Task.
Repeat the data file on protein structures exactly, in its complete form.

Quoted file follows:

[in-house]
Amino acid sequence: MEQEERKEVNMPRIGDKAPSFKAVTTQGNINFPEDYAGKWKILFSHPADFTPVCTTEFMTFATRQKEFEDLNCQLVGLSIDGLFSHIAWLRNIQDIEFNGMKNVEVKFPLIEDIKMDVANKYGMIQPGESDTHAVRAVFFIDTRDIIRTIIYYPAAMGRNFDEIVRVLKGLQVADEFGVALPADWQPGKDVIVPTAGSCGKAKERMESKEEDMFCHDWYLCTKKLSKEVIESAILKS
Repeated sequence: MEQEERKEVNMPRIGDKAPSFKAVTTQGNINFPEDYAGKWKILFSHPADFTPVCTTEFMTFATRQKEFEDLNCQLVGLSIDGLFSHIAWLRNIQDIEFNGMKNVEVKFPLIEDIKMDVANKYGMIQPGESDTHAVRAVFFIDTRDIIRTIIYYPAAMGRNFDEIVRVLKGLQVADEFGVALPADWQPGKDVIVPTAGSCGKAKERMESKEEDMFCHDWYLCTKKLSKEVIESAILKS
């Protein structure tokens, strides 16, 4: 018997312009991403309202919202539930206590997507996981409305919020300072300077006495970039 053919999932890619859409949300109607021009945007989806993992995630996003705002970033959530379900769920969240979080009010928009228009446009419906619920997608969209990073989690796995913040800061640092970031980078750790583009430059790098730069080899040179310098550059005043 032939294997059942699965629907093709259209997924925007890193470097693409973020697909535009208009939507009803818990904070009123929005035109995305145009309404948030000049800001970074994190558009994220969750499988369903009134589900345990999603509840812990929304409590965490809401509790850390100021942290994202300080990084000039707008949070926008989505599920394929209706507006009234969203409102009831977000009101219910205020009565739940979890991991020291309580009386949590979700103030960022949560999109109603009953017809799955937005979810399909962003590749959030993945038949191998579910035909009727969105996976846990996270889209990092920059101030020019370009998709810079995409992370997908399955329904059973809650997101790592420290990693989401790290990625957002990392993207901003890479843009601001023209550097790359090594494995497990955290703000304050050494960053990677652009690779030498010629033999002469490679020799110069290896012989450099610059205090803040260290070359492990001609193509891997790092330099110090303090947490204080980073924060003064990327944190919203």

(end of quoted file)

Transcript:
[in-house]
Amino acid sequence: MEQEERKEVNMPRIGDKAPSFKAVTTQGNINFPEDYAGKWKILFSHPADFTPVCTTEFMTFATRQKEFEDLNCQLVGLSIDGLFSHIAWLRNIQDIEFNGMKNVEVKFPLIEDIKMDVANKYGMIQPGESDTHAVRAVFFIDTRDIIRTIIYYPAAMGRNFDEIVRVLKGLQVADEFGVALPADWQPGKDVIVPTAGSCGKAKERMESKEEDMFCHDWYLCTKKLSKEVIESAILKS
Repeated sequence: MEQEERKEVNMPRIGDKAPSFKAVTTQGNINFPEDYAGKWKILFSHPADFTPVCTTEFMTFATRQKEFEDLNCQLVGLSIDGLFSHIAWLRNIQDIEFNGMKNVEVKFPLIEDIKMDVANKYGMIQPGESDTHAVRAVFFIDTRDIIRTIIYYPAAMGRNFDEIVRVLKGLQVADEFGVALPADWQPGKDVIVPTAGSCGKAKERMESKEEDMFCHDWYLCTKKLSKEVIESAILKS
């Protein structure tokens, strides 16, 4: 018997312009991403309202919202539930206590997507996981409305919020300072300077006495970039 053919999932890619859409949300109607021009945007989806993992995630996003705002970033959530379900769920969240979080009010928009228009446009419906619920997608969209990073989690796995913040800061640092970031980078750790583009430059790098730069080899040179310098550059005043 032939294997059942699965629907093709259209997924925007890193470097693409973020697909535009208009939507009803818990904070009123929005035109995305145009309404948030000049800001970074994190558009994220969750499988369903009134589900345990999603509840812990929304409590965490809401509790850390100021942290994202300080990084000039707008949070926008989505599920394929209706507006009234969203409102009831977000009101219910205020009565739940979890991991020291309580009386949590979700103030960022949560999109109603009953017809799955937005979810399909962003590749959030993945038949191998579910035909009727969105996976846990996270889209990092920059101030020019370009998709810079995409992370997908399955329904059973809650997101790592420290990693989401790290990625957002990392993207901003890479843009601001023209550097790359090594494995497990955290703000304050050494960053990677652009690779030498010629033999002469490679020799110069290896012989450099610059205090803040260290070359492990001609193509891997790092330099110090303090947490204080980073924060003064990327944190919203």